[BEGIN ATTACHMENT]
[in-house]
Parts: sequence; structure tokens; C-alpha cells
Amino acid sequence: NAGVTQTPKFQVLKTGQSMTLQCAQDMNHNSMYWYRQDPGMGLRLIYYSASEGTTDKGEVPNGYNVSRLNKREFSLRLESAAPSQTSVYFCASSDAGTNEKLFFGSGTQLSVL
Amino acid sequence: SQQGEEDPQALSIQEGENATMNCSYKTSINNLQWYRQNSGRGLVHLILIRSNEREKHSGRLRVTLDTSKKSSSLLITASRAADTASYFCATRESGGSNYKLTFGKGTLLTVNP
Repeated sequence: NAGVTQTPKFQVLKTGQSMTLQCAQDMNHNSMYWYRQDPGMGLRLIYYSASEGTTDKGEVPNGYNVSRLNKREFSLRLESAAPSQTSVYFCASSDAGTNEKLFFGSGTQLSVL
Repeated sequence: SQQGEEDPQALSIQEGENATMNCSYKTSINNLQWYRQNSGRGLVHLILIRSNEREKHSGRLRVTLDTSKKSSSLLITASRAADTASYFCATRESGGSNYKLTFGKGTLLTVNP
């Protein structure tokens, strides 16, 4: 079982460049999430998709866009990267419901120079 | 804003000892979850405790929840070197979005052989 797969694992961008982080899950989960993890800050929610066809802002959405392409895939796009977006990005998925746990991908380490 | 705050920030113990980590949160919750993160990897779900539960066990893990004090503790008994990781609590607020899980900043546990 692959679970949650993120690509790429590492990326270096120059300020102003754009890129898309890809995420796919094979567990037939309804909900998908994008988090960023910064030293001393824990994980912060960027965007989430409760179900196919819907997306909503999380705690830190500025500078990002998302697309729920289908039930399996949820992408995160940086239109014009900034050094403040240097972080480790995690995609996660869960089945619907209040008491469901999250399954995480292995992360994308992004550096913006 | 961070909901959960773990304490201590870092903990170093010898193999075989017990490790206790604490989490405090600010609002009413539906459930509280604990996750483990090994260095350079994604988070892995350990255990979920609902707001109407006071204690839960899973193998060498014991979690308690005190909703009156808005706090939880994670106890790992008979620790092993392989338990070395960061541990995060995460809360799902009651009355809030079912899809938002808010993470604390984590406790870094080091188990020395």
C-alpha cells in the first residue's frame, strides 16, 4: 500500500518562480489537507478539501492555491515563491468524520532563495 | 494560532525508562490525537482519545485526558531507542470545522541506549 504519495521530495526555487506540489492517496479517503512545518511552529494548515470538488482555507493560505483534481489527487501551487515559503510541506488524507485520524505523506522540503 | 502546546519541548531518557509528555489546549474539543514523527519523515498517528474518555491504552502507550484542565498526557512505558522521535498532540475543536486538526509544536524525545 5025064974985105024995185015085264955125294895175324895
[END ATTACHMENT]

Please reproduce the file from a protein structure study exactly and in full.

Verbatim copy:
[in-house]
Parts: sequence; structure tokens; C-alpha cells
Amino acid sequence: NAGVTQTPKFQVLKTGQSMTLQCAQDMNHNSMYWYRQDPGMGLRLIYYSASEGTTDKGEVPNGYNVSRLNKREFSLRLESAAPSQTSVYFCASSDAGTNEKLFFGSGTQLSVL
Amino acid sequence: SQQGEEDPQALSIQEGENATMNCSYKTSINNLQWYRQNSGRGLVHLILIRSNEREKHSGRLRVTLDTSKKSSSLLITASRAADTASYFCATRESGGSNYKLTFGKGTLLTVNP
Repeated sequence: NAGVTQTPKFQVLKTGQSMTLQCAQDMNHNSMYWYRQDPGMGLRLIYYSASEGTTDKGEVPNGYNVSRLNKREFSLRLESAAPSQTSVYFCASSDAGTNEKLFFGSGTQLSVL
Repeated sequence: SQQGEEDPQALSIQEGENATMNCSYKTSINNLQWYRQNSGRGLVHLILIRSNEREKHSGRLRVTLDTSKKSSSLLITASRAADTASYFCATRESGGSNYKLTFGKGTLLTVNP
């Protein structure tokens, strides 16, 4: 079982460049999430998709866009990267419901120079 | 804003000892979850405790929840070197979005052989 797969694992961008982080899950989960993890800050929610066809802002959405392409895939796009977006990005998925746990991908380490 | 705050920030113990980590949160919750993160990897779900539960066990893990004090503790008994990781609590607020899980900043546990 692959679970949650993120690509790429590492990326270096120059300020102003754009890129898309890809995420796919094979567990037939309804909900998908994008988090960023910064030293001393824990994980912060960027965007989430409760179900196919819907997306909503999380705690830190500025500078990002998302697309729920289908039930399996949820992408995160940086239109014009900034050094403040240097972080480790995690995609996660869960089945619907209040008491469901999250399954995480292995992360994308992004550096913006 | 961070909901959960773990304490201590870092903990170093010898193999075989017990490790206790604490989490405090600010609002009413539906459930509280604990996750483990090994260095350079994604988070892995350990255990979920609902707001109407006071204690839960899973193998060498014991979690308690005190909703009156808005706090939880994670106890790992008979620790092993392989338990070395960061541990995060995460809360799902009651009355809030079912899809938002808010993470604390984590406790870094080091188990020395």
C-alpha cells in the first residue's frame, strides 16, 4: 500500500518562480489537507478539501492555491515563491468524520532563495 | 494560532525508562490525537482519545485526558531507542470545522541506549 504519495521530495526555487506540489492517496479517503512545518511552529494548515470538488482555507493560505483534481489527487501551487515559503510541506488524507485520524505523506522540503 | 502546546519541548531518557509528555489546549474539543514523527519523515498517528474518555491504552502507550484542565498526557512505558522521535498532540475543536486538526509544536524525545 5025064974985105024995185015085264955125294895175324895